To respond to Susan Eichhorn's question "who is that pianist in the room?" the answer is: someone like me. You know all those "marvelous, exceptional and brilliant pianists out there" the ones that you wish were playing your auditions? Yeah, well those highly trained and experienced pianists would not exist today if some conductor or artistic administrator had not taken a chance and asked THEM to play auditions, back when THEY were young and just learning the repertoire. No small number of those "marvelous, exceptional and brilliant" pianists are now sitting on the other side of the audition table as conductors, giving the same opportunities and encouragement and mentoring to young pianists that they received when they were at that early stage in their careers.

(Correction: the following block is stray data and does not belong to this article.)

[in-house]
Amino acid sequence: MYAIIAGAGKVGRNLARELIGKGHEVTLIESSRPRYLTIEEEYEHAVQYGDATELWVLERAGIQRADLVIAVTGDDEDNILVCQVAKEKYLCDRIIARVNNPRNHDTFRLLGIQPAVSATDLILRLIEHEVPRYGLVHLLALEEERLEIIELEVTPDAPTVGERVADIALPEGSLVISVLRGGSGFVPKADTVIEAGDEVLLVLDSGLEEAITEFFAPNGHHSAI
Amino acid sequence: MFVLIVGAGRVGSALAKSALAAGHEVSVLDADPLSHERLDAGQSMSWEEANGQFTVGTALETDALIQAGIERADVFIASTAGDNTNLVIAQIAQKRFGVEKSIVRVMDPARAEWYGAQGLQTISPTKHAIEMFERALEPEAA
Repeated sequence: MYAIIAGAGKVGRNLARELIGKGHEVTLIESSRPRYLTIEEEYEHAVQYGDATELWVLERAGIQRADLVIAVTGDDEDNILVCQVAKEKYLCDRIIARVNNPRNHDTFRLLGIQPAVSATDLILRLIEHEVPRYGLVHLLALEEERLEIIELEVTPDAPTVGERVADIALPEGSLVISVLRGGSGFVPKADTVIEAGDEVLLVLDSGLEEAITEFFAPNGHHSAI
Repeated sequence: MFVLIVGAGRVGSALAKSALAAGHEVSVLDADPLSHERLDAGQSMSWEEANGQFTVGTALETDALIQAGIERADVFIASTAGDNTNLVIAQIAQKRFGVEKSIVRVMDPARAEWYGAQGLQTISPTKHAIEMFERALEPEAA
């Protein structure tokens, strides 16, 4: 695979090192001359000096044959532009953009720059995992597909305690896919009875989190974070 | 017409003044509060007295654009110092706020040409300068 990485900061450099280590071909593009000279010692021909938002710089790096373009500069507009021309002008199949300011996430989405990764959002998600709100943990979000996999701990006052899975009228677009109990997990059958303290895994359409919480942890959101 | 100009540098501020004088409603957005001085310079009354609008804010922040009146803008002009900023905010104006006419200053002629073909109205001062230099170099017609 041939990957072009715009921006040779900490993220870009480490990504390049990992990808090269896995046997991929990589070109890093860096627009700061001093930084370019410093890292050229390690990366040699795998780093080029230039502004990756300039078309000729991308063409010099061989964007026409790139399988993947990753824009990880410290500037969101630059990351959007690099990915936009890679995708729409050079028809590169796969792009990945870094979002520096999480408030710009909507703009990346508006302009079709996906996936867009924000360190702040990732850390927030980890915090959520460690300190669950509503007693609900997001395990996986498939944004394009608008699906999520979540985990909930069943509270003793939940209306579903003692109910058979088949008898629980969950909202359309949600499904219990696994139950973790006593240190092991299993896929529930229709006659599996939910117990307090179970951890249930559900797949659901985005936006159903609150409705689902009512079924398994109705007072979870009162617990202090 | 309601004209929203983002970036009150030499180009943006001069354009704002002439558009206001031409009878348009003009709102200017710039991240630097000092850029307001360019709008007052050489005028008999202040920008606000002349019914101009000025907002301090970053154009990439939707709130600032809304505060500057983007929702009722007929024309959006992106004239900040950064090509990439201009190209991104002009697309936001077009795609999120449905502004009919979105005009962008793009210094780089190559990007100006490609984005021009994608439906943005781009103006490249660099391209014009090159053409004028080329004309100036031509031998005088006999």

Finally, an anonymous singer talks about his/her best practices:
I always bring my scores folded, marked and with all the things that I think important while studying it clearly written, and then I also ask my coach if he/she understands all the marks or would he/she put it differently… so I think my work is, generally, well done. 
When the audition times arrives we are nervous and lots of things can go wrong everything depends on that very minute that you get to show how good you are and that you are their best choice…. Ehem! No pressure at all… but we also know that a great deal depends on how the pianists plays and how he/she follows what you are doing and I think that’s what makes the difference.